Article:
But the trip really isn’t about the location. It’s about finally getting these people on ANY entertaining roads. Clearly I should have made this element clearer. Some readers have really picked up on it, but possibly because they’ve had (or wanted to have) a similar experience with a parent or good friend. In my case both. Trey and I have been close friends for 38 years. To have him and both of our dads together for even a couple days on these roads is beyond words, at least words I’m capable of. They weren’t sure they wanted to do it at all. Now they want to do it again. Flying to California and renting some cars for a week wasn’t happening, and honestly wouldn’t have added much to the experience. We pegged the meter.
       
      David,
      I knew the car was totaled the instant I saw the damage around the A-pillar and firewall. These were bound to be its final miles.

    • 0 avatar
      chuckR

      Seems like if you get the roof or pillars involved, thats it for the car. Worth more in pieces than repaired. The pillars are now high strength steel and I’d guess that such steel doesn’t take rework very well. I know I wouldn’t want a repair sans a TSB detailing how to do it from the steel supplier or at least the car manufacturer. Doubt you’d find one in our litigious society.
      Hope your Dad gets another one and enjoys it, and enjoys driving again with his son and friends.

  • avatar
    william442

    Thank you for bringing back memories of my McLean driving days. Route 60 from Richmond to Charleston was quite a challenge in a GMC tractor with 35000 lbs. in the trailer. We pulled off often to let the following cars by, so it was a long drive.
    Should I try this in the AMG, or my daughter’s S 2000?

    • 0 avatar

      I’d go with the S2000. Like the RX-8 it’s a car meant for curves rather than straights. Just go easy on the gas in corners–S2000s have a mean tendency to snap oversteer and aren’t nearly as forgiving as the RX-8. Especially the older ones. For 2004 they tweaked the suspension, and in 2007 they finally fitted stability control.

  • avatar
    HiFlite999

    The RX-8 is a largely undiscovered Jewel in an automotive parking lot full of boring gravel. It’s not the cheapest way to get from A to B, but if you want to remember what’s between A and B, there are few better ways to travel. As far as the location is concerned – some of the best driving roads in the USA. Come on down to the Deal’s Gap Rotary Rally at the end of April for a gathering of the clan: http://www.dealsgaprotaryrally.com/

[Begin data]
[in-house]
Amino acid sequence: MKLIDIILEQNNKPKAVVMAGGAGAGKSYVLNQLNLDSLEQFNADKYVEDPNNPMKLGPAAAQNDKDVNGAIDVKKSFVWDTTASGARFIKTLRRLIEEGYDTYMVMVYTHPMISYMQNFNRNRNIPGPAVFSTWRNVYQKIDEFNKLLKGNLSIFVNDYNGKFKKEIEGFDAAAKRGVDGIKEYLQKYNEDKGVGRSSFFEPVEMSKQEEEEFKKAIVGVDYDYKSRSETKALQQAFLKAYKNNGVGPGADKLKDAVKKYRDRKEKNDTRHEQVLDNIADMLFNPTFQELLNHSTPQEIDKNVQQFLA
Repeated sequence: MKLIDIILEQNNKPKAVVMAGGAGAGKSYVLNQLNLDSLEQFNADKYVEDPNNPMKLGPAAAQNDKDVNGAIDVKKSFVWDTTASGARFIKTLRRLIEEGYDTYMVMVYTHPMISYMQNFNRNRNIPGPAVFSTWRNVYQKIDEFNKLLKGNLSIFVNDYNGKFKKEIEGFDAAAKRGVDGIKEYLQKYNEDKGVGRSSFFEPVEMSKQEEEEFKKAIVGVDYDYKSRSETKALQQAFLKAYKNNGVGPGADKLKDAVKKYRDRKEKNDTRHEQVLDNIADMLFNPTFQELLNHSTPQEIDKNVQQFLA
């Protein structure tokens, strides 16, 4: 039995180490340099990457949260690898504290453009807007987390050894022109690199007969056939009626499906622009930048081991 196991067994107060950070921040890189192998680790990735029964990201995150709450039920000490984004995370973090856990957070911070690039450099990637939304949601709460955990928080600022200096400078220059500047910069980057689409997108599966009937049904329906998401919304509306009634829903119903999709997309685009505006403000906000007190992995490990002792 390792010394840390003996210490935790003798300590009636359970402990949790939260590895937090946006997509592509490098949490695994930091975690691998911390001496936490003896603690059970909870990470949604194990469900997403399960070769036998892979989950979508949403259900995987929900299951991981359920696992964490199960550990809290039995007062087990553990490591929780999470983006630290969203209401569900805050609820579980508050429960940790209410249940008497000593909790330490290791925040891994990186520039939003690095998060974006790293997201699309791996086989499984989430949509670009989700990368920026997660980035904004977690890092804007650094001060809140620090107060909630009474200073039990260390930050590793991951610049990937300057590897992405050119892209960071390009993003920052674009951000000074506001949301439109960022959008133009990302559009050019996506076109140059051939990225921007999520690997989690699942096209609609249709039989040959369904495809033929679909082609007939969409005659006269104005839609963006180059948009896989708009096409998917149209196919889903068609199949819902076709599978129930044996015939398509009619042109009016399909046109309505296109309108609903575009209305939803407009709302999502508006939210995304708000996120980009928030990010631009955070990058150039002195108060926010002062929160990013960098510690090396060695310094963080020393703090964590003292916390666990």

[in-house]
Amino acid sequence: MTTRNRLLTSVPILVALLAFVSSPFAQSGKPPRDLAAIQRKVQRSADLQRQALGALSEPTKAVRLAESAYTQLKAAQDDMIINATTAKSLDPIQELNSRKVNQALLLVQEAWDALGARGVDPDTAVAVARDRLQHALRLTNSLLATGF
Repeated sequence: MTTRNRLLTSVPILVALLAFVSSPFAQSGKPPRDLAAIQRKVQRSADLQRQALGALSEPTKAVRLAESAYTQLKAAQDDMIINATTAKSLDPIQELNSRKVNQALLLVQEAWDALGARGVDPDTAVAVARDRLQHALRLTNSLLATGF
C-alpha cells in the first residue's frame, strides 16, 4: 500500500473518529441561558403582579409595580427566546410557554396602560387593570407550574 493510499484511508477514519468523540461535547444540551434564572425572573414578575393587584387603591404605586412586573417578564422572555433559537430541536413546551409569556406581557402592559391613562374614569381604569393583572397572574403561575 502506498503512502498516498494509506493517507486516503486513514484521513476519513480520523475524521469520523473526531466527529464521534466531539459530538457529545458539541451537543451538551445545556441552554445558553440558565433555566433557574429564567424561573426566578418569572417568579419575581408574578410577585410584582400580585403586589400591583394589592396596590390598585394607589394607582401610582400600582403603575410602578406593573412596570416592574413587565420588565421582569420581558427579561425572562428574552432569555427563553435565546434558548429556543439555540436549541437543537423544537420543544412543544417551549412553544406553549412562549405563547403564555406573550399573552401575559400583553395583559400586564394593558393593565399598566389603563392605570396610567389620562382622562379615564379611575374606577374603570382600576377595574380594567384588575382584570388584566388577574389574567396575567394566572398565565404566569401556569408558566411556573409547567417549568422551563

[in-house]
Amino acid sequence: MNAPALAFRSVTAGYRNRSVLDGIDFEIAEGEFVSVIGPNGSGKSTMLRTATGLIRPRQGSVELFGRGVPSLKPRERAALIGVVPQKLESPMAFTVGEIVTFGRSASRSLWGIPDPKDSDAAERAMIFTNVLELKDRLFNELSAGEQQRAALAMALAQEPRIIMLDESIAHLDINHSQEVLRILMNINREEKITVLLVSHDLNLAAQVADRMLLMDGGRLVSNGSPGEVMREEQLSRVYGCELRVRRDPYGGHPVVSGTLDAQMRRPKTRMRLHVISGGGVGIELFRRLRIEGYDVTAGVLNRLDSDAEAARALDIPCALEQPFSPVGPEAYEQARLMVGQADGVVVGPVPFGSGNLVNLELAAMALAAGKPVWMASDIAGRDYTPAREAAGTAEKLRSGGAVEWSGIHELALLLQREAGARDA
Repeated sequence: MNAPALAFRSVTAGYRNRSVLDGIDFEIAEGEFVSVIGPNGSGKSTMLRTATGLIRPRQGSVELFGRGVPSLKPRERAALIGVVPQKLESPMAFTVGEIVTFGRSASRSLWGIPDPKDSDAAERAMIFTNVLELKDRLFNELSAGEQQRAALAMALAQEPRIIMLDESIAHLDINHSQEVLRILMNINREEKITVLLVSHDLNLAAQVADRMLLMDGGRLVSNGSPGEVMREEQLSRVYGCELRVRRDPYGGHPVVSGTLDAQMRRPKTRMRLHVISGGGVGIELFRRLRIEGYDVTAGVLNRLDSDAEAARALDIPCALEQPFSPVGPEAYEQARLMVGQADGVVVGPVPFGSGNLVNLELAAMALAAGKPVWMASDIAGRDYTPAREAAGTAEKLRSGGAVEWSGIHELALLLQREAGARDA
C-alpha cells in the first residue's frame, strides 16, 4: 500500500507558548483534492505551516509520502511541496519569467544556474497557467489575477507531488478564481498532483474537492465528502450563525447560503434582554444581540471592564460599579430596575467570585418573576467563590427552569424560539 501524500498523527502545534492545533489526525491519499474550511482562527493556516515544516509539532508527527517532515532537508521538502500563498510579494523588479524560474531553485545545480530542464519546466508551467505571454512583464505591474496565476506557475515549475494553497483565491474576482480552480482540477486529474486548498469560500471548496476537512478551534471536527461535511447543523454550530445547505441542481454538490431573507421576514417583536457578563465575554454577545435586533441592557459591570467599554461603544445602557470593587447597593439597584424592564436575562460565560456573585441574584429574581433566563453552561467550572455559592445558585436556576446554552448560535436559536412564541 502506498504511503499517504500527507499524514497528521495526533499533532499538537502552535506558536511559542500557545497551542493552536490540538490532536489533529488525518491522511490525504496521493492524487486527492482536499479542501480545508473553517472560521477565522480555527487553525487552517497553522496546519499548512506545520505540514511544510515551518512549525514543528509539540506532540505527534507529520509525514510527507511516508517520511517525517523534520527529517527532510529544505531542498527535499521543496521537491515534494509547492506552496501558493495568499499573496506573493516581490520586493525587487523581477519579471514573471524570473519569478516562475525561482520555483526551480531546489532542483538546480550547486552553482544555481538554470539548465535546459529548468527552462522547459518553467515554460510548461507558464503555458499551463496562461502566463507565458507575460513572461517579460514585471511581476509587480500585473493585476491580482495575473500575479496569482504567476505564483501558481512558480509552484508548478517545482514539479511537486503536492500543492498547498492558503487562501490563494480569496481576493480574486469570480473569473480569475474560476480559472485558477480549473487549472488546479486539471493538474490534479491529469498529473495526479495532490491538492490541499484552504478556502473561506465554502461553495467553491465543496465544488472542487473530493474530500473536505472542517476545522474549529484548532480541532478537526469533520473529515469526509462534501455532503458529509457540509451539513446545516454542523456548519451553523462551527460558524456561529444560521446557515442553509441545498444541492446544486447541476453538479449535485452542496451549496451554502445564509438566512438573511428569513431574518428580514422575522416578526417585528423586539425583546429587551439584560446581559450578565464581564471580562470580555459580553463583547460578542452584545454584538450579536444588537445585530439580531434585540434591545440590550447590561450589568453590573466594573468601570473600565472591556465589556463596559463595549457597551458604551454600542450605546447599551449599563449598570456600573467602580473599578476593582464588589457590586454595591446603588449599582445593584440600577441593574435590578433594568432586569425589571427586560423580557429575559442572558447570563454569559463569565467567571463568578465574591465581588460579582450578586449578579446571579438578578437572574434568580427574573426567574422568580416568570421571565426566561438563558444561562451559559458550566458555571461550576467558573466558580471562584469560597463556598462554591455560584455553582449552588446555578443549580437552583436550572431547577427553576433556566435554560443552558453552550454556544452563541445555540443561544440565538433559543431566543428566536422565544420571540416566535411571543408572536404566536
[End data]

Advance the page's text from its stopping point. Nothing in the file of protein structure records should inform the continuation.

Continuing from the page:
• 0 avatar

      The rally is the end of April? I didn’t realize it was so early in the year. Time to find him a new car!

    • 0 avatar
      Redshift

      HiFlite999:  See you in April.  I think we were the furthest drivers last year (the blue RX8 from Nova Scotia) and we are heading down again this year.  What do you have and where are you coming from?  Would be nice to say hello in person.
      An event not to be missed.  We are also planning on heading down to Road Atlanta on the Sunday for The Mitty since Mazda is the featured marque.
      Michael:  It’s actually a few weeks later this year.  I honestly hope you source him another car.  Always a good selection on the RX8 club.  If you and your father are going, drop me a line.  Accommodations are filling up, and I currently have a few open beds in a really nice cabin. A friend of mine and his father who are coming with us decided they wanted their own cabin.

    • 0 avatar

      Have some checking to do. In case I can make it work, can you send me an email so I have your contact info?
      http://www.truedelta.com/contact.php

    • 0 avatar
      Redshift

      Hi Michael.  Sent.

  • avatar
    Darkhorse

    This brought back memories, not all of them good.  I grew up in “West By God Virginia” in the pre-Interstate era so roads like these were the only ones if you had to travel anywhere.  We used to visit my grandmother twice a year.  It was 90 miles but it took 4-5 hours to get there.  My sister and I were stuck in the back of Dad’s 1953 Chrysler as it rolled and pitched through a thousand hairpin curves.  This was accompanied by my Dad’s curses every time we got stuck behind some farmer in a dilapidated pickup truck or on a tractor.  Then my Mom would light up a Pall Mall and my sister would start hurling.  Miserable way to travel. 

    That said, they are great roads for a brisk drive in an early era Porsche!